RAF airstrike against Isis fighters in Syria unintentionally killed a civilian, says Gavin Williamson

Defence minister says while death was 'deeply regrettable' it will 'not weaken our resolve to defeat' terror group

Samuel Osborne
Wednesday 02 May 2018 14:03
Comments
Reaper drones are regularly used in airstrikes against Isis targets in Syria and Iraq
Reaper drones are regularly used in airstrikes against Isis targets in Syria and Iraq

A civilian was “unintentionally” killed in an RAF airstrike on three Isis fighters in eastern Syria, the defence secretary has said.

In a written statement to parliament, Gavin Williamson said a civilian on a motorbike crossed into the strike area “at the least moment” before the blast on 26 March.

The death was “deeply regrettable”, the minister said.

It is the first time the Ministry of Defence has confirmed a civilian casualty during Britain’s campaign against the terror group in Iraq and Syria.

Three Isis fighters, who were driving in the Syrian Euphrates valley at the time, were also killed by the precision Hellfire missile, a statement from the MoD at the time reported.

The attack was carried out by an RAF Reaper drone, which had tracked the trio.

Isis 'Beatles' militants captured in Syria: 'It is too late for a fair trial'

The RAF has conducted over 1,600 strikes against Isis in Iraq and Syria as part of a US-led coalition, the defence secretary told parliament.

Mr Williamson said: “We do everything we can to minimise the risk to civilian life from UK strikes through our rigorous targeting processes and the professionalism of UK Service personnel.

“It is therefore deeply regrettable that a UK airstrike on 26 March 2018, targeting Daesh fighters in eastern Syria, resulted in an unintentional civilian fatality.

“During a strike to engage three Daesh fighters, a civilian motorbike crossed into the strike area at the last moment and it is assessed that one civilian was unintentionally killed."

Mr Williamson said the conclusion was reached through “post-strike analysis of all available evidence” and added that the US-led coalition against Isis would conduct its own investigation.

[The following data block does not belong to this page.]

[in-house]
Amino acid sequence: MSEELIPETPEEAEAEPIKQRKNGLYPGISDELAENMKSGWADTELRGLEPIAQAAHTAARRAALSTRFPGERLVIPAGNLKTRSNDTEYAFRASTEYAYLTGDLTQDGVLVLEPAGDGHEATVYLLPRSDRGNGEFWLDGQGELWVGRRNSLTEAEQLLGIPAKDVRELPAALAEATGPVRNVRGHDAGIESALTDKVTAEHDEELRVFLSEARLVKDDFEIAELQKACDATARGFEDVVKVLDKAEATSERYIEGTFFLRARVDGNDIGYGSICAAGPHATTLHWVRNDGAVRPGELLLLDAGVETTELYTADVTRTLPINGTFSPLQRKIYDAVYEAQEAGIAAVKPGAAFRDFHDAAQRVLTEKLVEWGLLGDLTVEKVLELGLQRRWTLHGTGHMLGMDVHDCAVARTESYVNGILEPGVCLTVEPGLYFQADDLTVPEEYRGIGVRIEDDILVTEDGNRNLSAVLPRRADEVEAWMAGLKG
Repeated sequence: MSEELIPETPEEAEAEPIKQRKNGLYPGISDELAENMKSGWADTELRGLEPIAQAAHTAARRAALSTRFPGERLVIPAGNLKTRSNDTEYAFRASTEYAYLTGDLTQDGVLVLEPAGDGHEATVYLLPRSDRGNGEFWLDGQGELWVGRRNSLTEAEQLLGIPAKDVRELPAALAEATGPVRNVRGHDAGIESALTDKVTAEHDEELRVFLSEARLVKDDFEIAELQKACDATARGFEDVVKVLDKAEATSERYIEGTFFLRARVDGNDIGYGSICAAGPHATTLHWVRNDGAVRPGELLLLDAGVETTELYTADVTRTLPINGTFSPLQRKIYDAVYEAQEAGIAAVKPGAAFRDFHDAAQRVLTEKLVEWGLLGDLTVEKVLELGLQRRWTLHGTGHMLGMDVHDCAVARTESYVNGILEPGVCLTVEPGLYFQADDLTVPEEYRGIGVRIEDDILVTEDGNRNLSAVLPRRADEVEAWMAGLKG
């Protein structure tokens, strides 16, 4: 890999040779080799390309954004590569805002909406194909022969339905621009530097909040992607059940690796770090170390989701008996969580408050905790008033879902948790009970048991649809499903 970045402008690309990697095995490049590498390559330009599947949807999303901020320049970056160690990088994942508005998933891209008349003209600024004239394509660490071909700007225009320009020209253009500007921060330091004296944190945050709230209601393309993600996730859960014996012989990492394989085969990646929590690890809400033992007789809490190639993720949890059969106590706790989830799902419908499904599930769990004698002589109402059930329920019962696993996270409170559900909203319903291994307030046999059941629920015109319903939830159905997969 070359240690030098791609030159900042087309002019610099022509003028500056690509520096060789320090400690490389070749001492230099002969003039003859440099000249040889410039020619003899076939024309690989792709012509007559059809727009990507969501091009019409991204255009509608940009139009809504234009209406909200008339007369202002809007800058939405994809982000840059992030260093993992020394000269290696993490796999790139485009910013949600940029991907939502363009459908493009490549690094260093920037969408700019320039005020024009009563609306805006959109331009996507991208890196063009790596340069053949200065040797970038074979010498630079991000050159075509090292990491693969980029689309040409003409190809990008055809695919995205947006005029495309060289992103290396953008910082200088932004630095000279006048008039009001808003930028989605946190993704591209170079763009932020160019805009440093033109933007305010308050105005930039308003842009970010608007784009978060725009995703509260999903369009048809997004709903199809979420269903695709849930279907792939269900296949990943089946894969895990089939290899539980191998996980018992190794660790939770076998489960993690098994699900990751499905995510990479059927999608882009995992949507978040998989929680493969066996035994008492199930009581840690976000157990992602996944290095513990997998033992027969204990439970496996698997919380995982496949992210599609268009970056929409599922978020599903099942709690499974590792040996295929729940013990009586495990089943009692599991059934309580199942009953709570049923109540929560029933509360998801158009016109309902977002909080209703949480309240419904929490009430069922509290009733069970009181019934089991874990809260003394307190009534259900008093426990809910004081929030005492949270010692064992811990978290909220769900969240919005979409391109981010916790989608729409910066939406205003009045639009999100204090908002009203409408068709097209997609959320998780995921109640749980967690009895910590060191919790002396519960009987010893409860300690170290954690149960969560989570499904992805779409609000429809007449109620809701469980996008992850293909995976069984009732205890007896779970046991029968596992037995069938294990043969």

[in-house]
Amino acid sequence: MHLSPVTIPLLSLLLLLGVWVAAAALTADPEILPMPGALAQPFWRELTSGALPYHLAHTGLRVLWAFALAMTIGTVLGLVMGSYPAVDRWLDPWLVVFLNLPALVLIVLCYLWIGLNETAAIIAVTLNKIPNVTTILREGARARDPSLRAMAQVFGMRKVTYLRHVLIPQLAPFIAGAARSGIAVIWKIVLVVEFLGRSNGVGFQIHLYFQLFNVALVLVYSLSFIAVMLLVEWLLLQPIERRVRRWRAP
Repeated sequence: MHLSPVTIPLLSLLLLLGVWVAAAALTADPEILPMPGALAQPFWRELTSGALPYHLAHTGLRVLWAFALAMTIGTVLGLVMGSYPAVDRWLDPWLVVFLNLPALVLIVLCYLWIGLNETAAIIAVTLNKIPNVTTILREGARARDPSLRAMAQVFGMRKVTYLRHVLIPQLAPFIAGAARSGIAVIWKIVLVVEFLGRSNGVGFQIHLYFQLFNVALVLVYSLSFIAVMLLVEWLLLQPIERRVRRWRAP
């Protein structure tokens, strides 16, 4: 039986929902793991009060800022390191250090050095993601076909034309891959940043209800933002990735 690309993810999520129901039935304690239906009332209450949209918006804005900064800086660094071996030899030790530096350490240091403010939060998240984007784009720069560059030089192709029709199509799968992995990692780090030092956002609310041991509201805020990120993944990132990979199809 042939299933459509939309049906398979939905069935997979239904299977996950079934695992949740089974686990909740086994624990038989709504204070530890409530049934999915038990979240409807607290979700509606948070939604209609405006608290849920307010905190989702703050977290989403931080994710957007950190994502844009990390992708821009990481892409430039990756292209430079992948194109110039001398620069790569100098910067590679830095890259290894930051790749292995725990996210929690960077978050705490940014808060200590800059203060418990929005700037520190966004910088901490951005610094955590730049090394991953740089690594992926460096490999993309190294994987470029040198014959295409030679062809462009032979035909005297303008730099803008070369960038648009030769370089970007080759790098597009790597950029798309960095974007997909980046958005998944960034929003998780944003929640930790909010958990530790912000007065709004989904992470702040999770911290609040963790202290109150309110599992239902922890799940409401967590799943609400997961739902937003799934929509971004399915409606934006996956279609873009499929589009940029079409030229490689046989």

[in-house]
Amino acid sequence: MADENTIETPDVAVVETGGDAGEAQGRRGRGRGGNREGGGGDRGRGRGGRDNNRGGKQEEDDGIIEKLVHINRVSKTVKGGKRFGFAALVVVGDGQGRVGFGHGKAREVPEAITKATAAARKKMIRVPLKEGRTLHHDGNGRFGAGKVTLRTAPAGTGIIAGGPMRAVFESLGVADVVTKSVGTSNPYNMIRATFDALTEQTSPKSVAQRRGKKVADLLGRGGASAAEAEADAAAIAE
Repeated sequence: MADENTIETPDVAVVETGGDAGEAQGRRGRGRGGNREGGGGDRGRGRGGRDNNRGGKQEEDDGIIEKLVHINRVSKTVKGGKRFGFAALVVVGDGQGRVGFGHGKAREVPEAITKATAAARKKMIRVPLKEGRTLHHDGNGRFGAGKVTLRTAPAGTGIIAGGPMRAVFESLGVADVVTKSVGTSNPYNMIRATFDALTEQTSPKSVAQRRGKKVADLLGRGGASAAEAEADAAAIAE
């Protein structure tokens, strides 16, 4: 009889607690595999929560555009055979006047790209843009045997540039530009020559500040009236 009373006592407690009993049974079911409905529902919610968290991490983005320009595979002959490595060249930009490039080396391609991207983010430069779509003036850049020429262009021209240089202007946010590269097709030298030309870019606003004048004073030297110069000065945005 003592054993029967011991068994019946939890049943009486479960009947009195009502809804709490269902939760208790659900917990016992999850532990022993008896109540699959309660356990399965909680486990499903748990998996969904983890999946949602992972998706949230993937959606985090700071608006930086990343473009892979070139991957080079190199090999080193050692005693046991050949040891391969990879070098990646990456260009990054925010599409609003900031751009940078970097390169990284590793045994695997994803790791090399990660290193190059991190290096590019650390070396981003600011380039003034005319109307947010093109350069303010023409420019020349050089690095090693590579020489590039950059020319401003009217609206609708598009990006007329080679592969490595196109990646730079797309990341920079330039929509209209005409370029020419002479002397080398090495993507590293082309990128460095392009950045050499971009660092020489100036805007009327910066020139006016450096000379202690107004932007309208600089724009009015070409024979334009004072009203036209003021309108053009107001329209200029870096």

Britain’s direct military involvement against Isis – also known as Daesh – is limited to the skies, but troops on the ground have been involved in training more than 60,000 members of the Iraqi security forces.

Intelligence, surveillance and reconnaissance has also been provided to coalition partners, according to Mr Williamson.

“These strikes are undertaken in the collective self-defence of Iraq as part of the global coalition to defeat Daesh, and at the request of the government of Iraq,” his statement said.

“As a result of the coalition’s action, Daesh has lost more than 98 per cent of the territory it once occupied in Iraq and Syria, and 7.7 million people have been liberated from its rule.”

He said such civilian deaths “remind us of the consequences of conflict and of the heavy price that the people of Syria have paid. It reminds us that when we undertake military action, we must do so knowing that it can never be completely without risk.

“Such incidents will not weaken our resolve to defeat Daesh and rid the world of its poisonous ideology of hate and intolerance.

"The UK’s commitment to the global coalition against Daesh and to the people of Iraq and Syria will remain as strong as ever.”

Register for free to continue reading

Registration is a free and easy way to support our truly independent journalism

By registering, you will also enjoy limited access to Premium articles, exclusive newsletters, commenting, and virtual events with our leading journalists

Please enter a valid email
Please enter a valid email
Must be at least 6 characters, include an upper and lower case character and a number
Must be at least 6 characters, include an upper and lower case character and a number
Must be at least 6 characters, include an upper and lower case character and a number
Please enter your first name
Special characters aren’t allowed
Please enter a name between 1 and 40 characters
Please enter your last name
Special characters aren’t allowed
Please enter a name between 1 and 40 characters
You must be over 18 years old to register
You must be over 18 years old to register
Opt-out-policy
You can opt-out at any time by signing in to your account to manage your preferences. Each email has a link to unsubscribe.

By clicking ‘Create my account’ you confirm that your data has been entered correctly and you have read and agree to our Terms of use, Cookie policy and Privacy notice.

This site is protected by reCAPTCHA and the Google Privacy policy and Terms of service apply.

Already have an account? sign in

By clicking ‘Register’ you confirm that your data has been entered correctly and you have read and agree to our Terms of use, Cookie policy and Privacy notice.

This site is protected by reCAPTCHA and the Google Privacy policy and Terms of service apply.

Register for free to continue reading

Registration is a free and easy way to support our truly independent journalism

By registering, you will also enjoy limited access to Premium articles, exclusive newsletters, commenting, and virtual events with our leading journalists

Already have an account? sign in

By clicking ‘Register’ you confirm that your data has been entered correctly and you have read and agree to our Terms of use, Cookie policy and Privacy notice.

This site is protected by reCAPTCHA and the Google Privacy policy and Terms of service apply.

Join our new commenting forum

Join thought-provoking conversations, follow other Independent readers and see their replies

Comments

Thank you for registering

Please refresh the page or navigate to another page on the site to be automatically logged inPlease refresh your browser to be logged in